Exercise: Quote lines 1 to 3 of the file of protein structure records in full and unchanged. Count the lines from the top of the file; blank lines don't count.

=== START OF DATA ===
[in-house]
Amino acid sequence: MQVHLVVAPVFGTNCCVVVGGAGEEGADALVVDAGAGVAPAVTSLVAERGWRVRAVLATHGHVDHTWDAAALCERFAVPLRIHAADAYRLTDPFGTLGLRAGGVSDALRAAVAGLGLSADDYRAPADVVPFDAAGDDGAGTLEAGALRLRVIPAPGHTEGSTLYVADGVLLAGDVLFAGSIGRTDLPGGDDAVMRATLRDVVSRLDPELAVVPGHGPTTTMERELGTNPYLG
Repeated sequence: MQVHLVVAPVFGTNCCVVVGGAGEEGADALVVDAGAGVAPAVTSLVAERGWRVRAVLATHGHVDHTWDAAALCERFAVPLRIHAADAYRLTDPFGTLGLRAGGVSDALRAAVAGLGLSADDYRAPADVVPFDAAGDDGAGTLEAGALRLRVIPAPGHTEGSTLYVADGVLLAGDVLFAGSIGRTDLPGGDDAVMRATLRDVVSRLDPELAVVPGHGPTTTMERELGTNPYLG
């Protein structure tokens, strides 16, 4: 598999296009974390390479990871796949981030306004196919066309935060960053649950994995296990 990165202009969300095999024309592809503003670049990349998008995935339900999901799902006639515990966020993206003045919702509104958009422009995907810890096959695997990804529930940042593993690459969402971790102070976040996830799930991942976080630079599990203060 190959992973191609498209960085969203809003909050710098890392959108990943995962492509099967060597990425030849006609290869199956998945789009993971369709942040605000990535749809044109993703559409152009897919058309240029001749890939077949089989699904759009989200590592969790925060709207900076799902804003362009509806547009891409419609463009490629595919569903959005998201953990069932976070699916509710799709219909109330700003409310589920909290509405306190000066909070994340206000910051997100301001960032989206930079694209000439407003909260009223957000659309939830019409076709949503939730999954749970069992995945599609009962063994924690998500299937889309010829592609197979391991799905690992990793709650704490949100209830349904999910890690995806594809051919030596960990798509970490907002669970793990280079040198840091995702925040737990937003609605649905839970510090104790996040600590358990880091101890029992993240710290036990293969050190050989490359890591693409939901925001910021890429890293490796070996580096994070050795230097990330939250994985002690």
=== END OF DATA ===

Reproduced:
[in-house]
Amino acid sequence: MQVHLVVAPVFGTNCCVVVGGAGEEGADALVVDAGAGVAPAVTSLVAERGWRVRAVLATHGHVDHTWDAAALCERFAVPLRIHAADAYRLTDPFGTLGLRAGGVSDALRAAVAGLGLSADDYRAPADVVPFDAAGDDGAGTLEAGALRLRVIPAPGHTEGSTLYVADGVLLAGDVLFAGSIGRTDLPGGDDAVMRATLRDVVSRLDPELAVVPGHGPTTTMERELGTNPYLG
Repeated sequence: MQVHLVVAPVFGTNCCVVVGGAGEEGADALVVDAGAGVAPAVTSLVAERGWRVRAVLATHGHVDHTWDAAALCERFAVPLRIHAADAYRLTDPFGTLGLRAGGVSDALRAAVAGLGLSADDYRAPADVVPFDAAGDDGAGTLEAGALRLRVIPAPGHTEGSTLYVADGVLLAGDVLFAGSIGRTDLPGGDDAVMRATLRDVVSRLDPELAVVPGHGPTTTMERELGTNPYLG